RapNet, a member of the Rapaport Group of Companies and the world’s largest diamond trading network, will be introducing jewelry into its global trading network, as announced yesterday in a press release. RapNet members can now upload jewelry images and data, perform detailed searches, and directly trade jewelry with each other without any fees or commissions. There are no additional fees to use this service.
Despite rumors to the contrary, the Bharat Diamond Bourse (BDB) has told The Times of India (TOI) that it has no plans to lift the ban on trading synthetic diamonds in the bourse, a rule that entered into force in 2015 following a spate of undisclosed mixing of natural and synthetic goods.
The Gemological Institute of America (GIA) last week published an article on a most curious discovery: "One Natural Melee Diamond Found in Large Batch of HPHT Synthetic Melee".
In what can only be described as a victory for laboratory-grown diamond producers, the US Federal Trade Commission (FTC) has dropped the word 'natural' from its definition of a diamond, essentially redefining 'diamond' to include non-mined gemstones, as part its new guides for the jewelry industry. It further gives additional leeway to existing standards regarding the description of lab-grown diamonds (and metal alloys), and has dropped 'synthetic' as an appropriate descriptor of lab-grown diamonds except under certain circumstances.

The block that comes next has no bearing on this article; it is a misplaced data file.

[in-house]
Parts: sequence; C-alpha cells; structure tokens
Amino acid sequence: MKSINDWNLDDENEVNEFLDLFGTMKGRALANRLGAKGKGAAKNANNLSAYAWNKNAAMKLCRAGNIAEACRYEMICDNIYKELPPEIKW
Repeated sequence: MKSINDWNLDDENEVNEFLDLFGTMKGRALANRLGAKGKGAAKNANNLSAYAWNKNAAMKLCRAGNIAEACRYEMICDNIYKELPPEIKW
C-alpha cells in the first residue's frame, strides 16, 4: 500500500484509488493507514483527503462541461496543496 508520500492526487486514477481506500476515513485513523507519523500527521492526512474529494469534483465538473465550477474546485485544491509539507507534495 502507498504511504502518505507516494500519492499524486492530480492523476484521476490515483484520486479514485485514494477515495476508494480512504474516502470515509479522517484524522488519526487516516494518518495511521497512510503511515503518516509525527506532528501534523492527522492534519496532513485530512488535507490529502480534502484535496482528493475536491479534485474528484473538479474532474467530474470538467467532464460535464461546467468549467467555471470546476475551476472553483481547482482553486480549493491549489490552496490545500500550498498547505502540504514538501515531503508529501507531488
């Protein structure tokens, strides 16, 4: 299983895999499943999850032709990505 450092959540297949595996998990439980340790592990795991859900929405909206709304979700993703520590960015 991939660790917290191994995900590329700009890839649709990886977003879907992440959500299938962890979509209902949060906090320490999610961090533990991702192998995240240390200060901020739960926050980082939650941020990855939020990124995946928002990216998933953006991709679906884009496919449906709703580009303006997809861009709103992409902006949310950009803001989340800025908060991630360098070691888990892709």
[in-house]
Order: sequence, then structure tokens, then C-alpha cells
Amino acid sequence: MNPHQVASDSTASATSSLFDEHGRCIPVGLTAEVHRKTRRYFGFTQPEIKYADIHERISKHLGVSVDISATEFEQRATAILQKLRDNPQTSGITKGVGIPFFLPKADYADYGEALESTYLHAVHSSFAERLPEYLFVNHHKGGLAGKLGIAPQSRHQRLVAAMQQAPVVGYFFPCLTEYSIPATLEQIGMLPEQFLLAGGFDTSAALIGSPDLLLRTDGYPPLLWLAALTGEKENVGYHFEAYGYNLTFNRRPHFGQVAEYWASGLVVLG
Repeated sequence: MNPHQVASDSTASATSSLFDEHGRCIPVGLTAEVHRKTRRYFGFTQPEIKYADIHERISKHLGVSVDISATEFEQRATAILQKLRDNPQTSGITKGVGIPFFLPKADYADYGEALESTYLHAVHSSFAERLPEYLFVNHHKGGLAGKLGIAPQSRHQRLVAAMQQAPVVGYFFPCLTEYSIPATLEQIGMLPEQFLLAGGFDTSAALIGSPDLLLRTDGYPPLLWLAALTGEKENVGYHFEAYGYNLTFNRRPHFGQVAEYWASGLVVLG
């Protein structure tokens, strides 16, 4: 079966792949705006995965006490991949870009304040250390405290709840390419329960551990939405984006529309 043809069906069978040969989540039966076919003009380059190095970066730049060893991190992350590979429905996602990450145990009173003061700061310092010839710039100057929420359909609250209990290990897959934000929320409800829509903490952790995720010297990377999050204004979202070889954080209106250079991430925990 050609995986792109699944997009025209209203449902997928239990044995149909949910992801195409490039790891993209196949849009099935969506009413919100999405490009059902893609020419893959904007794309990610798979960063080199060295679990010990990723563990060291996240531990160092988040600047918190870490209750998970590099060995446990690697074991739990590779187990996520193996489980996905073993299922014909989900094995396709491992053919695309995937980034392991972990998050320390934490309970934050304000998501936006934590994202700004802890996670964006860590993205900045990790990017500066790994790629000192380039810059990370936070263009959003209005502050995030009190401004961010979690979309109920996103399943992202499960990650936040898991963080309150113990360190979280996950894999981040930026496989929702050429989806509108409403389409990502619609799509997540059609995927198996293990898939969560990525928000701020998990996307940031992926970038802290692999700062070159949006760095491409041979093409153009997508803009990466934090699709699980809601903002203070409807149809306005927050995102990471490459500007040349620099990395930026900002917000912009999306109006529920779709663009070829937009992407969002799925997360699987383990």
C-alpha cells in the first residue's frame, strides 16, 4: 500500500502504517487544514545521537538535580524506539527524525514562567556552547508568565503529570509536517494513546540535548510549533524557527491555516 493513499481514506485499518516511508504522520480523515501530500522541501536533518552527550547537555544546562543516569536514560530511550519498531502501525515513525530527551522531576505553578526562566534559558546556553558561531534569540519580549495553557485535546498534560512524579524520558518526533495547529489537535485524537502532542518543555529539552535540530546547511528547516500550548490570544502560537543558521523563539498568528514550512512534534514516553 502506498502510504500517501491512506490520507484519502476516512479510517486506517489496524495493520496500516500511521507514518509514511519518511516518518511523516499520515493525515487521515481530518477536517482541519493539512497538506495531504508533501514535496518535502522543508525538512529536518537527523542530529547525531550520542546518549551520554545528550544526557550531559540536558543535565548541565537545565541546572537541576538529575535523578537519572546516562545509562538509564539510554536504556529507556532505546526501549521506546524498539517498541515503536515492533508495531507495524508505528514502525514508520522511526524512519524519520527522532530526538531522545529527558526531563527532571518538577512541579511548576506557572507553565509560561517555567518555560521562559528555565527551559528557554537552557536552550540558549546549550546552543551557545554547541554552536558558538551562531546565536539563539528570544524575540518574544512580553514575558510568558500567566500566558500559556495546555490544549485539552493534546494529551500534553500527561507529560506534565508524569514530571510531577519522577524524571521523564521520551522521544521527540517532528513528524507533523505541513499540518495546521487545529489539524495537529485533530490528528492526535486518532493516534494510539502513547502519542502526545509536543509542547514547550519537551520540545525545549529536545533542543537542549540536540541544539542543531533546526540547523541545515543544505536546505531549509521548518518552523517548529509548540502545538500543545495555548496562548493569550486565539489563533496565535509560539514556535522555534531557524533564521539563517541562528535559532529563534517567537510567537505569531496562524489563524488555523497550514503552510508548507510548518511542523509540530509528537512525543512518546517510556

The Diamond Producers Association (DPA) has conducted a survey of 2,011 US adults about their attitude toward synthetic diamonds, finding a clear majority of Americans do not consider diamonds created in a factory ('synthetic' or 'laboratory-grown') as 'real' diamonds (see the full survey results here).
Israel’s polished-diamond exports declined 33% to $1.16 billion in the first quarter of 2018, according to Israel's Ministry of Economy and Industry as reported by Rapaport News. The results stand in sharp contrast to diamond exports in Q1 2017, which jumped to $1.696 billion as a result of international trade shows, and also fell well short of the $1.467 billion in exports recorded in Q1 2016.
"Diamond prices softened slightly in October amid slow trading as businesses closed for Indian and Jewish holidays," according to Rapaport's latest press release. "Polished inventory levels dropped during the month, but remain higher than usual for this time of year, exerting downward pressure on prices." They note that the number of unique diamonds listed on RapNet has increased 18% since January to 1.4 million, as dealers are holding large volumes of hard-to-move goods and seeing shortages of select in-demand categories, such as RapSpec A3+, SI-clarity diamonds.
According to Rapaport News, based on figures from the Ministry of Economy and Industry, Israel's diamond trade as a whole has slowed in 2017, as exports of polished diamonds to the US, Israel’s largest market, declined 15% to $1.26 billion during the nine-month period. Exports to Hong Kong are also down, but only by 3% to $1.01 billion. Rapaport writes: "The country’s exports of polished diamonds fell 12% year on year to $3.38 billion during the first nine months of 2017, while the volume of goods sent out dropped 11% to 1.297 million carats.